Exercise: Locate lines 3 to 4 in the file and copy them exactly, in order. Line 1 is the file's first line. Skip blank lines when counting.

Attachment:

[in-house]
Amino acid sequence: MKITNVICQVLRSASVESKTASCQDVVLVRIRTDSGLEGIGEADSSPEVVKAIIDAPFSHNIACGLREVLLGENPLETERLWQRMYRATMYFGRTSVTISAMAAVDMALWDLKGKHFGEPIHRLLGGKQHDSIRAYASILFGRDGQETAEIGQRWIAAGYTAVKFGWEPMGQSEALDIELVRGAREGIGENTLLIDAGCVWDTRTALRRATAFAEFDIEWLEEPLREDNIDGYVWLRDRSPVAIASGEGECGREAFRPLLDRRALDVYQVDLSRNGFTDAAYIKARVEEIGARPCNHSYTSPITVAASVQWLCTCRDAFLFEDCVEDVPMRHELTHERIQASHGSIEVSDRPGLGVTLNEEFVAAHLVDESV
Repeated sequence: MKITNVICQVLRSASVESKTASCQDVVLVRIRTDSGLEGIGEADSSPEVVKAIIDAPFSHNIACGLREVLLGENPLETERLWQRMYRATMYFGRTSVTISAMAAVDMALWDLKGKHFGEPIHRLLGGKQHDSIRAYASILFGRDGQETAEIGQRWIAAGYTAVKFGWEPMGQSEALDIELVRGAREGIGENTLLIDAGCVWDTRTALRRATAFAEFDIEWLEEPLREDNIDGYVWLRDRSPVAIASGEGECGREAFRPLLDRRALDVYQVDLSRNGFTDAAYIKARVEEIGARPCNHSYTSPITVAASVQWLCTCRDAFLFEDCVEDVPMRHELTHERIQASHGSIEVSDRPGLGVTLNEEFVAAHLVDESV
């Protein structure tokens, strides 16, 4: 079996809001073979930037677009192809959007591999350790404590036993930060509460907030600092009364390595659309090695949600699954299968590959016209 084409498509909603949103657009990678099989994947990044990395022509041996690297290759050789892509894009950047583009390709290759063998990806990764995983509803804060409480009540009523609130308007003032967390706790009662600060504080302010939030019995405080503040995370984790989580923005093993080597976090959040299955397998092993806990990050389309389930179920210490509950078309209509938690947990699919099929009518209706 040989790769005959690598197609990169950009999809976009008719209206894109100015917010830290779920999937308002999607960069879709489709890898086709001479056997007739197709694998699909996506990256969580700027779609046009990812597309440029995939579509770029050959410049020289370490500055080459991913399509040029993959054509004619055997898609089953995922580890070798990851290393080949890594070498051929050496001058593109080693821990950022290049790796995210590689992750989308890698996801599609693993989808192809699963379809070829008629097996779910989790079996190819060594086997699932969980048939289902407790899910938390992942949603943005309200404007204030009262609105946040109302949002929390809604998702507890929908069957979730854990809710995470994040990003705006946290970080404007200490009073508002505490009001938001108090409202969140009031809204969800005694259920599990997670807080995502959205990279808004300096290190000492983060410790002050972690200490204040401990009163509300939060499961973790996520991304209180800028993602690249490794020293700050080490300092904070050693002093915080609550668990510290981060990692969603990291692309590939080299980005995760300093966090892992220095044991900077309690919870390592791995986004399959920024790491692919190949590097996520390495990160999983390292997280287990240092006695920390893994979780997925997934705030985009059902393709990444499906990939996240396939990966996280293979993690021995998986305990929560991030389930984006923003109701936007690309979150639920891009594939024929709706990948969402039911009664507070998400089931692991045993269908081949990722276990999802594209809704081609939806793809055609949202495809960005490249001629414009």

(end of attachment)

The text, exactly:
Repeated sequence: MKITNVICQVLRSASVESKTASCQDVVLVRIRTDSGLEGIGEADSSPEVVKAIIDAPFSHNIACGLREVLLGENPLETERLWQRMYRATMYFGRTSVTISAMAAVDMALWDLKGKHFGEPIHRLLGGKQHDSIRAYASILFGRDGQETAEIGQRWIAAGYTAVKFGWEPMGQSEALDIELVRGAREGIGENTLLIDAGCVWDTRTALRRATAFAEFDIEWLEEPLREDNIDGYVWLRDRSPVAIASGEGECGREAFRPLLDRRALDVYQVDLSRNGFTDAAYIKARVEEIGARPCNHSYTSPITVAASVQWLCTCRDAFLFEDCVEDVPMRHELTHERIQASHGSIEVSDRPGLGVTLNEEFVAAHLVDESV
């Protein structure tokens, strides 16, 4: 079996809001073979930037677009192809959007591999350790404590036993930060509460907030600092009364390595659309090695949600699954299968590959016209 084409498509909603949103657009990678099989994947990044990395022509041996690297290759050789892509894009950047583009390709290759063998990806990764995983509803804060409480009540009523609130308007003032967390706790009662600060504080302010939030019995405080503040995370984790989580923005093993080597976090959040299955397998092993806990990050389309389930179920210490509950078309209509938690947990699919099929009518209706 040989790769005959690598197609990169950009999809976009008719209206894109100015917010830290779920999937308002999607960069879709489709890898086709001479056997007739197709694998699909996506990256969580700027779609046009990812597309440029995939579509770029050959410049020289370490500055080459991913399509040029993959054509004619055997898609089953995922580890070798990851290393080949890594070498051929050496001058593109080693821990950022290049790796995210590689992750989308890698996801599609693993989808192809699963379809070829008629097996779910989790079996190819060594086997699932969980048939289902407790899910938390992942949603943005309200404007204030009262609105946040109302949002929390809604998702507890929908069957979730854990809710995470994040990003705006946290970080404007200490009073508002505490009001938001108090409202969140009031809204969800005694259920599990997670807080995502959205990279808004300096290190000492983060410790002050972690200490204040401990009163509300939060499961973790996520991304209180800028993602690249490794020293700050080490300092904070050693002093915080609550668990510290981060990692969603990291692309590939080299980005995760300093966090892992220095044991900077309690919870390592791995986004399959920024790491692919190949590097996520390495990160999983390292997280287990240092006695920390893994979780997925997934705030985009059902393709990444499906990939996240396939990966996280293979993690021995998986305990929560991030389930984006923003109701936007690309979150639920891009594939024929709706990948969402039911009664507070998400089931692991045993269908081949990722276990999802594209809704081609939806793809055609949202495809960005490249001629414009």